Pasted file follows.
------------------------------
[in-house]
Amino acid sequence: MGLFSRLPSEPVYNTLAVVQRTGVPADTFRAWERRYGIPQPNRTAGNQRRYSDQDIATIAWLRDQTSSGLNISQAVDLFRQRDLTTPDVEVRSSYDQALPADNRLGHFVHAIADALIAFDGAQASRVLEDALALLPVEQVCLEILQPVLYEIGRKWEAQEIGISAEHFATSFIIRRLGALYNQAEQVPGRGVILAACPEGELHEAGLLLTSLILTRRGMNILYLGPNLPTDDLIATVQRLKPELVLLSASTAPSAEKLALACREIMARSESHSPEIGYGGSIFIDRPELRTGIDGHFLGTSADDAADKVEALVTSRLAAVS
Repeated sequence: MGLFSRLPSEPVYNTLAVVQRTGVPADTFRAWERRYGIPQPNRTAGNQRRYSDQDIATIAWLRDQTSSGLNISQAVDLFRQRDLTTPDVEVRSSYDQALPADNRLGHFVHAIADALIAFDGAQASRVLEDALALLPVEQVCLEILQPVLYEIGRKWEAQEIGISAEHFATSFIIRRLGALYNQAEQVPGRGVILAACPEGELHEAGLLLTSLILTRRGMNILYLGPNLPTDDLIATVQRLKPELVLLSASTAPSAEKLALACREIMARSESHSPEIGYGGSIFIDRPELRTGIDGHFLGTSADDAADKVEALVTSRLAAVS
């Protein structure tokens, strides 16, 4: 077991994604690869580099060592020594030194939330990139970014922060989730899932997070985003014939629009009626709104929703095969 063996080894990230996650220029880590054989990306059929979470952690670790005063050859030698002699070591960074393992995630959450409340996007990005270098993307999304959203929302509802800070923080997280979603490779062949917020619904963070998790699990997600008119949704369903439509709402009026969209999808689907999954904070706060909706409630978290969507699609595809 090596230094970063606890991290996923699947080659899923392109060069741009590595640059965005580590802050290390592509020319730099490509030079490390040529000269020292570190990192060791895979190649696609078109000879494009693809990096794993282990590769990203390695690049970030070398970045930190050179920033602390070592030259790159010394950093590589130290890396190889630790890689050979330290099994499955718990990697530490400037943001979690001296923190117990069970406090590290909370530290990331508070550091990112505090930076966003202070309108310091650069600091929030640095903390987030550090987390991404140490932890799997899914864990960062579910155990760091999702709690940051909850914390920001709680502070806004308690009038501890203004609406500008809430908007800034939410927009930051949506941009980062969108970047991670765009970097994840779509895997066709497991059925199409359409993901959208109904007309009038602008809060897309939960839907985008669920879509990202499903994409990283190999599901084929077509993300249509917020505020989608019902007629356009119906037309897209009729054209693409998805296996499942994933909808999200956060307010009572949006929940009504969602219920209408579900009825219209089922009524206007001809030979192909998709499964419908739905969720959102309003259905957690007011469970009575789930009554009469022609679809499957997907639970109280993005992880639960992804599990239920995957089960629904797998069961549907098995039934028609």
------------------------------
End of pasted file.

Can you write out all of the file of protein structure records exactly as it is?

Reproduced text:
[in-house]
Amino acid sequence: MGLFSRLPSEPVYNTLAVVQRTGVPADTFRAWERRYGIPQPNRTAGNQRRYSDQDIATIAWLRDQTSSGLNISQAVDLFRQRDLTTPDVEVRSSYDQALPADNRLGHFVHAIADALIAFDGAQASRVLEDALALLPVEQVCLEILQPVLYEIGRKWEAQEIGISAEHFATSFIIRRLGALYNQAEQVPGRGVILAACPEGELHEAGLLLTSLILTRRGMNILYLGPNLPTDDLIATVQRLKPELVLLSASTAPSAEKLALACREIMARSESHSPEIGYGGSIFIDRPELRTGIDGHFLGTSADDAADKVEALVTSRLAAVS
Repeated sequence: MGLFSRLPSEPVYNTLAVVQRTGVPADTFRAWERRYGIPQPNRTAGNQRRYSDQDIATIAWLRDQTSSGLNISQAVDLFRQRDLTTPDVEVRSSYDQALPADNRLGHFVHAIADALIAFDGAQASRVLEDALALLPVEQVCLEILQPVLYEIGRKWEAQEIGISAEHFATSFIIRRLGALYNQAEQVPGRGVILAACPEGELHEAGLLLTSLILTRRGMNILYLGPNLPTDDLIATVQRLKPELVLLSASTAPSAEKLALACREIMARSESHSPEIGYGGSIFIDRPELRTGIDGHFLGTSADDAADKVEALVTSRLAAVS
């Protein structure tokens, strides 16, 4: 077991994604690869580099060592020594030194939330990139970014922060989730899932997070985003014939629009009626709104929703095969 063996080894990230996650220029880590054989990306059929979470952690670790005063050859030698002699070591960074393992995630959450409340996007990005270098993307999304959203929302509802800070923080997280979603490779062949917020619904963070998790699990997600008119949704369903439509709402009026969209999808689907999954904070706060909706409630978290969507699609595809 090596230094970063606890991290996923699947080659899923392109060069741009590595640059965005580590802050290390592509020319730099490509030079490390040529000269020292570190990192060791895979190649696609078109000879494009693809990096794993282990590769990203390695690049970030070398970045930190050179920033602390070592030259790159010394950093590589130290890396190889630790890689050979330290099994499955718990990697530490400037943001979690001296923190117990069970406090590290909370530290990331508070550091990112505090930076966003202070309108310091650069600091929030640095903390987030550090987390991404140490932890799997899914864990960062579910155990760091999702709690940051909850914390920001709680502070806004308690009038501890203004609406500008809430908007800034939410927009930051949506941009980062969108970047991670765009970097994840779509895997066709497991059925199409359409993901959208109904007309009038602008809060897309939960839907985008669920879509990202499903994409990283190999599901084929077509993300249509917020505020989608019902007629356009119906037309897209009729054209693409998805296996499942994933909808999200956060307010009572949006929940009504969602219920209408579900009825219209089922009524206007001809030979192909998709499964419908739905969720959102309003259905957690007011469970009575789930009554009469022609679809499957997907639970109280993005992880639960992804599990239920995957089960629904797998069961549907098995039934028609």